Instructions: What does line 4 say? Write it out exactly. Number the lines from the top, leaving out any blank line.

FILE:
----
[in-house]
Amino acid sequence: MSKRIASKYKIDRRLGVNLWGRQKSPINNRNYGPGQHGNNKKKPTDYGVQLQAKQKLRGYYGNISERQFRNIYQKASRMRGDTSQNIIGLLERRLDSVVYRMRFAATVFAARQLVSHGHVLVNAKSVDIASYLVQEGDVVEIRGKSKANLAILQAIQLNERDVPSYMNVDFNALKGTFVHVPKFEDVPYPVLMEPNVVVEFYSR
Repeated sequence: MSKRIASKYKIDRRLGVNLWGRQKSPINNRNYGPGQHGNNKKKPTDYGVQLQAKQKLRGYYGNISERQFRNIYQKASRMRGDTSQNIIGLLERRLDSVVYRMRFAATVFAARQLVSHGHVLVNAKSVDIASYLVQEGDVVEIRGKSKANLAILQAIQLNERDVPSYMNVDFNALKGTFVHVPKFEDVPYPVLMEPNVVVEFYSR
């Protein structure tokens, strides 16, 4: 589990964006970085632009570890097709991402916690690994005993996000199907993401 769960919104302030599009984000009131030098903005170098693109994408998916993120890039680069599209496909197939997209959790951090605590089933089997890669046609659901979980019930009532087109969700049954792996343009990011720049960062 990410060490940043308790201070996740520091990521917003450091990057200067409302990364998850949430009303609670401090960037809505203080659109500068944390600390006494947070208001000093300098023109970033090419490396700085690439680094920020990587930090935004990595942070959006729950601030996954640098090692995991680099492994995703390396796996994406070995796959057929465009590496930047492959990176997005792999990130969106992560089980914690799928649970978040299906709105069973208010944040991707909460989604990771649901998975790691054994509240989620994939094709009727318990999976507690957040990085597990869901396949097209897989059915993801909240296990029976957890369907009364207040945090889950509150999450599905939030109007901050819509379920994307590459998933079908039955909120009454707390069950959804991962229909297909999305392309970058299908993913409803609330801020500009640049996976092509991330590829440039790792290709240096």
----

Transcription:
């Protein structure tokens, strides 16, 4: 589990964006970085632009570890097709991402916690690994005993996000199907993401 769960919104302030599009984000009131030098903005170098693109994408998916993120890039680069599209496909197939997209959790951090605590089933089997890669046609659901979980019930009532087109969700049954792996343009990011720049960062 990410060490940043308790201070996740520091990521917003450091990057200067409302990364998850949430009303609670401090960037809505203080659109500068944390600390006494947070208001000093300098023109970033090419490396700085690439680094920020990587930090935004990595942070959006729950601030996954640098090692995991680099492994995703390396796996994406070995796959057929465009590496930047492959990176997005792999990130969106992560089980914690799928649970978040299906709105069973208010944040991707909460989604990771649901998975790691054994509240989620994939094709009727318990999976507690957040990085597990869901396949097209897989059915993801909240296990029976957890369907009364207040945090889950509150999450599905939030109007901050819509379920994307590459998933079908039955909120009454707390069950959804991962229909297909999305392309970058299908993913409803609330801020500009640049996976092509991330590829440039790792290709240096």